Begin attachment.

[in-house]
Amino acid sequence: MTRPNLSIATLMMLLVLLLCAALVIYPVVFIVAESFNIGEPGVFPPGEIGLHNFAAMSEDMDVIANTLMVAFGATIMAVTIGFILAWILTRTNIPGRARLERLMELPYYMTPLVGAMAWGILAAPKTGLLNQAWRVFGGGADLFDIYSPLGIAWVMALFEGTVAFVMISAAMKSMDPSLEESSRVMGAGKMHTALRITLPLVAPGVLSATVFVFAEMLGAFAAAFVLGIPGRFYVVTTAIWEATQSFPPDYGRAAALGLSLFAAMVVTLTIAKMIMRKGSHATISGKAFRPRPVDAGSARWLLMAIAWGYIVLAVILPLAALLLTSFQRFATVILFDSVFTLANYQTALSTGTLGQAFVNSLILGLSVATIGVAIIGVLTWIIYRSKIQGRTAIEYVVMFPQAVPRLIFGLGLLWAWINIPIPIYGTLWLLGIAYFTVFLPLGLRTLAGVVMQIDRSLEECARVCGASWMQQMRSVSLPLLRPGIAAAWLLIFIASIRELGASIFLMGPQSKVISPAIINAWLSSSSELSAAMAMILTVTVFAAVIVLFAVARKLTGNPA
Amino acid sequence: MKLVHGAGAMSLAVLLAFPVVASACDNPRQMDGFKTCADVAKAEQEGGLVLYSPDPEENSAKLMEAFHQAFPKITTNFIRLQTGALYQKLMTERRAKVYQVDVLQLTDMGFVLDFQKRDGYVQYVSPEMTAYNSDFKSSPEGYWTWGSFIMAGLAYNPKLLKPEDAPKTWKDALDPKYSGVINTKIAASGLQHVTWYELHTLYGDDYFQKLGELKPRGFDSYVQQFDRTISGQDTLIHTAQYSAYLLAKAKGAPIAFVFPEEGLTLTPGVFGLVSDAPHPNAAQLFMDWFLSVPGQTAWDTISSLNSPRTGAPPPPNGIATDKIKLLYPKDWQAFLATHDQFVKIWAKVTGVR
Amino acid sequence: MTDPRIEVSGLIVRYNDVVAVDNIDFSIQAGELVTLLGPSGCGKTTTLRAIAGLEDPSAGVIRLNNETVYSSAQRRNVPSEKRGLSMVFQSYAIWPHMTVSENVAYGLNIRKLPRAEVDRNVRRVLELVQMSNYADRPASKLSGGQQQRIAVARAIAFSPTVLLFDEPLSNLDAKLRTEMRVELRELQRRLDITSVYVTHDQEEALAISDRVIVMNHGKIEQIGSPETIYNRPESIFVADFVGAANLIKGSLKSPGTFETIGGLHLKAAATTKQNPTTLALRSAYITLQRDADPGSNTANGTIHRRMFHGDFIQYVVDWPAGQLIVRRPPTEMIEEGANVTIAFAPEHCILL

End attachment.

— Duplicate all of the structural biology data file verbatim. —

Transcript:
[in-house]
Amino acid sequence: MTRPNLSIATLMMLLVLLLCAALVIYPVVFIVAESFNIGEPGVFPPGEIGLHNFAAMSEDMDVIANTLMVAFGATIMAVTIGFILAWILTRTNIPGRARLERLMELPYYMTPLVGAMAWGILAAPKTGLLNQAWRVFGGGADLFDIYSPLGIAWVMALFEGTVAFVMISAAMKSMDPSLEESSRVMGAGKMHTALRITLPLVAPGVLSATVFVFAEMLGAFAAAFVLGIPGRFYVVTTAIWEATQSFPPDYGRAAALGLSLFAAMVVTLTIAKMIMRKGSHATISGKAFRPRPVDAGSARWLLMAIAWGYIVLAVILPLAALLLTSFQRFATVILFDSVFTLANYQTALSTGTLGQAFVNSLILGLSVATIGVAIIGVLTWIIYRSKIQGRTAIEYVVMFPQAVPRLIFGLGLLWAWINIPIPIYGTLWLLGIAYFTVFLPLGLRTLAGVVMQIDRSLEECARVCGASWMQQMRSVSLPLLRPGIAAAWLLIFIASIRELGASIFLMGPQSKVISPAIINAWLSSSSELSAAMAMILTVTVFAAVIVLFAVARKLTGNPA
Amino acid sequence: MKLVHGAGAMSLAVLLAFPVVASACDNPRQMDGFKTCADVAKAEQEGGLVLYSPDPEENSAKLMEAFHQAFPKITTNFIRLQTGALYQKLMTERRAKVYQVDVLQLTDMGFVLDFQKRDGYVQYVSPEMTAYNSDFKSSPEGYWTWGSFIMAGLAYNPKLLKPEDAPKTWKDALDPKYSGVINTKIAASGLQHVTWYELHTLYGDDYFQKLGELKPRGFDSYVQQFDRTISGQDTLIHTAQYSAYLLAKAKGAPIAFVFPEEGLTLTPGVFGLVSDAPHPNAAQLFMDWFLSVPGQTAWDTISSLNSPRTGAPPPPNGIATDKIKLLYPKDWQAFLATHDQFVKIWAKVTGVR
Amino acid sequence: MTDPRIEVSGLIVRYNDVVAVDNIDFSIQAGELVTLLGPSGCGKTTTLRAIAGLEDPSAGVIRLNNETVYSSAQRRNVPSEKRGLSMVFQSYAIWPHMTVSENVAYGLNIRKLPRAEVDRNVRRVLELVQMSNYADRPASKLSGGQQQRIAVARAIAFSPTVLLFDEPLSNLDAKLRTEMRVELRELQRRLDITSVYVTHDQEEALAISDRVIVMNHGKIEQIGSPETIYNRPESIFVADFVGAANLIKGSLKSPGTFETIGGLHLKAAATTKQNPTTLALRSAYITLQRDADPGSNTANGTIHRRMFHGDFIQYVVDWPAGQLIVRRPPTEMIEEGANVTIAFAPEHCILL